# Do hash functions need to “look random”?

I've noticed that looking random is not often listed as a requirement for a good hash function in the same way that preimage or collision resistance is.

• Do we need hash functions to look random?

Specifically, suppose $$s$$ is a seed, and consider the PRNG that outputs $$H(s \|0) \| H(s \|1 ) \| H(s \|2) \| ...$$

• Do we need this to be indistinguishable from random?
• Will any protocols be weakened if it wasn't?
• looking random? What is the definition? We can apply some statistical test to determine the randomness. If they fail to pass some margins, this will indicate that there is some weakness in the construction to behave like randomly. – kelalaka Nov 8 '18 at 9:03
• Note that for hash functions to have $n$ bits of security or $n/2$ bits of security for collision resistance you would expect a relatively well distributed output: if some values are more likely then the security of the function would also be affected. A hash with an output of 256 bits would not deliver 256 / 128 bits of security, in other words. – Maarten Bodewes Nov 8 '18 at 15:13
• "Being random" is an opposite to "having patterns". And "having patterns" is close to "insecure". So if you are talking about cryptografically secure hash function then I would say "yes". – freakish Nov 8 '18 at 20:53
• I found that Matthew Green's blog post about indifferentiability and his series about the Random Oracle Model are wonky-but-not-too-hard readings to get a beginner's sense of hash functions vs. randomness. Lots of linked references to follow up, too. – Luis Casillas Nov 9 '18 at 0:25
• @kelalaka By "looking random" I mean : For every efficient adversary that takes in a bitstring and outputs 0 or 1, give the adversary either H(s ||0) || H(s || 1) || H(s || 2) || ...., or a random string . The difference in the probability that the adversary outputs 1 is negligible. – David Lui Nov 9 '18 at 4:58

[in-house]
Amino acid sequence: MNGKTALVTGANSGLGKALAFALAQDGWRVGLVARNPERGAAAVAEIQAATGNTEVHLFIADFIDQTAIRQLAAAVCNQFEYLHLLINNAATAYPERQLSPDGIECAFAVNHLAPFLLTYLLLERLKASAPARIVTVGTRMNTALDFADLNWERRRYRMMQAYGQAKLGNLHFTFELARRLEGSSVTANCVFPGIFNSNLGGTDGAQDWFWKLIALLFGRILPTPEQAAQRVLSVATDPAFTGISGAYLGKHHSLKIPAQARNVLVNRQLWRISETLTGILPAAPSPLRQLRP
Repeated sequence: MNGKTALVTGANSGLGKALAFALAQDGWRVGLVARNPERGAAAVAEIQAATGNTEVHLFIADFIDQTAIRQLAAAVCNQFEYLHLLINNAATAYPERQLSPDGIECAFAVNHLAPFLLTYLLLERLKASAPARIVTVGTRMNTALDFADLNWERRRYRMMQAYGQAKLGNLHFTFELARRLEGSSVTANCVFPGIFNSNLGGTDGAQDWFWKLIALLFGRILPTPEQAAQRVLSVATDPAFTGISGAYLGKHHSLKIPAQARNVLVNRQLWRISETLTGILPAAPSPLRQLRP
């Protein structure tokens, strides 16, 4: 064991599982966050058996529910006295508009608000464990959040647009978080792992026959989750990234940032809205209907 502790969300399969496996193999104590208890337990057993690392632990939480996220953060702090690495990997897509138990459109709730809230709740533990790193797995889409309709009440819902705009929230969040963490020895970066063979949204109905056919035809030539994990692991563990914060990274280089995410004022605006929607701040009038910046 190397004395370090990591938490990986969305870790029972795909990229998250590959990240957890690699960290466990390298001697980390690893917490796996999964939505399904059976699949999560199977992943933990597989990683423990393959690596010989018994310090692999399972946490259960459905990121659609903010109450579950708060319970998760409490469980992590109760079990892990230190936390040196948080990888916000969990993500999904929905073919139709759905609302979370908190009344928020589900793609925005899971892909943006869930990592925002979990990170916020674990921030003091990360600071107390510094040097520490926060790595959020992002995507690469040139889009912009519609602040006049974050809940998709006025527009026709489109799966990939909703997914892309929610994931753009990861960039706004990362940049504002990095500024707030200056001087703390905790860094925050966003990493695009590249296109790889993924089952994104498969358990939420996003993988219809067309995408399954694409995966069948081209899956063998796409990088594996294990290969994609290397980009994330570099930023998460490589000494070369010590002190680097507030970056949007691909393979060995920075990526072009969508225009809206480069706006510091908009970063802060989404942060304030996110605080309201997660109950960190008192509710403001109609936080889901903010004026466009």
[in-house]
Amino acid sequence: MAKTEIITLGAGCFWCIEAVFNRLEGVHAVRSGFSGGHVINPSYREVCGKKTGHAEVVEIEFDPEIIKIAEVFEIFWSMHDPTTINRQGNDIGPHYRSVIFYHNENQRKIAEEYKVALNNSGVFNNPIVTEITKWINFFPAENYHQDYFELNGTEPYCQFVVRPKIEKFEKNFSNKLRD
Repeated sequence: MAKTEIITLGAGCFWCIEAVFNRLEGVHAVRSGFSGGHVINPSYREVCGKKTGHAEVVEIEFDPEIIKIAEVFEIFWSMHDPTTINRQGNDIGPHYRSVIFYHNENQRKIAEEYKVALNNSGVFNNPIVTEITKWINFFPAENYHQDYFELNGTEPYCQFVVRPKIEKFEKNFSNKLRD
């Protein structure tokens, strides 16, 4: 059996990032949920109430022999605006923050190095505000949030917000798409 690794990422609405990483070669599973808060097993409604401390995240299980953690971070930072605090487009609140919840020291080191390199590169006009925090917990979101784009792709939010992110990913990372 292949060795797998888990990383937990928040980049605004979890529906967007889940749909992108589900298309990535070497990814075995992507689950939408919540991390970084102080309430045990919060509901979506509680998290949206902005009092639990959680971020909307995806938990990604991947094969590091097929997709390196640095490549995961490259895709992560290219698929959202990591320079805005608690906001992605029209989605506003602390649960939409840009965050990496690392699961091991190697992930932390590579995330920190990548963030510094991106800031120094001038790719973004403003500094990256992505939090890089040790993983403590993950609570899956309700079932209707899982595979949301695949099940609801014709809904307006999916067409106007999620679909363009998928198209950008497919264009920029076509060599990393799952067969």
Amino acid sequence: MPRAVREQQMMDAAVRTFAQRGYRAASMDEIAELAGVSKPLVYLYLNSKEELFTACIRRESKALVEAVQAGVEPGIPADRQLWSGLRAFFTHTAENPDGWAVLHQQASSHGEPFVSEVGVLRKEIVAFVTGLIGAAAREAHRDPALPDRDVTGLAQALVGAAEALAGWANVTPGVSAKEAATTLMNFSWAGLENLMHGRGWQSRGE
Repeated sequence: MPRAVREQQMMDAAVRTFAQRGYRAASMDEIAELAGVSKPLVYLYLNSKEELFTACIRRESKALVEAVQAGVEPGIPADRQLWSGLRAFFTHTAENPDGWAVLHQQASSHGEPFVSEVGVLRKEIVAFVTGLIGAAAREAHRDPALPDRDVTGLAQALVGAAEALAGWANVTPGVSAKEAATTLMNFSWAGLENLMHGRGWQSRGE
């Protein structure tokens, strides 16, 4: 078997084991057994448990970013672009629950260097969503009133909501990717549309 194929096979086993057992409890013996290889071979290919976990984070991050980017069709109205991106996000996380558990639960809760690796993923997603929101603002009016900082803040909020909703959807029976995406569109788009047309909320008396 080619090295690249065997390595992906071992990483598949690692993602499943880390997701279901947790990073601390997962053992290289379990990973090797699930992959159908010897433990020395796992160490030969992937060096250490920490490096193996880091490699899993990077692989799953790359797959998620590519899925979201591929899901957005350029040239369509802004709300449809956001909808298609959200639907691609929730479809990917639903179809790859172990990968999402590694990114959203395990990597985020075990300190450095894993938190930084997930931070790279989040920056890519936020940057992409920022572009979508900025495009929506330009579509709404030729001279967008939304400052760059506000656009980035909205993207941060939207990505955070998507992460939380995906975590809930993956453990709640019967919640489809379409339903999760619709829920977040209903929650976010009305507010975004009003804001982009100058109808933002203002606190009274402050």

The answer is most certainly not! Well, I sort of lied, since it depends on what you are doing. I'll explain.

The basic property of hash functions is collision resistance, and this requires nothing beyond that. The output doesn't have to look random in any form, and this suffices for anywhere that you need collision resistance.

However, in many cases, because most hash functions in practice do look sort of random (completely undefined), they are used for other things. For example, HMAC assumes that the compression function (with one part of the input being the key) is essentially a pseudorandom function. More extreme, but very common examples, are the modeling of the hash function as a "random oracle". This is used for OEAP encryption padding, in most cases in practice for signatures, and more. You also somewhat assume this property for hashing passwords. (Note that for any hash function $$H$$, if you define $$H'(x) = x|_n\|H(x)$$ where $$x|_n$$ is the first $$n$$ bits of $$x$$, then $$H'$$ is collision resistant if $$H$$ is collision resistant. However $$H'$$ would be a very poor choice for password hashing.)

• It's also good to add that there is a strong separation between collision-resistance and "looking random", i.e. you can have collision-resistant hash functions whose output does not look random at all! e.g. $H'(x) = 0^\ell\|H(x)$ where $H$ is a collision-resistant hash function. (Realized you addressed this in the answer already) – Daniel Nov 8 '18 at 13:33
• @Daniel You can even give an example in the other direction. I.e., a function can look random for some reasonable interpretation of "looking random" but have trivial collisions. E.g., if the function would happen to be a PRG for inputs somewhat shorter than the output size. Those certainly "look random", but their security says nothing about collisions. – Maeher Nov 8 '18 at 14:57
• An interesting class of hashes to consider in this discussion are similarity preserving hashes. These are very intentionally and specifically non-random, and are very useful in a number of scenarios. A survey of the motivations and methods is given here: arxiv.org/pdf/1408.2927.pdf – Ken Goss Nov 8 '18 at 15:16
• @UKMonkey this is not a good example since it doesn’t compress the output. Collision resistance without compression is trivial and uninteresting. – Yehuda Lindell Nov 8 '18 at 15:33
• @UKMonkey an arbitrary size means that it has to work for arbitrary size inputs, so also large inputs. – Yehuda Lindell Nov 8 '18 at 15:42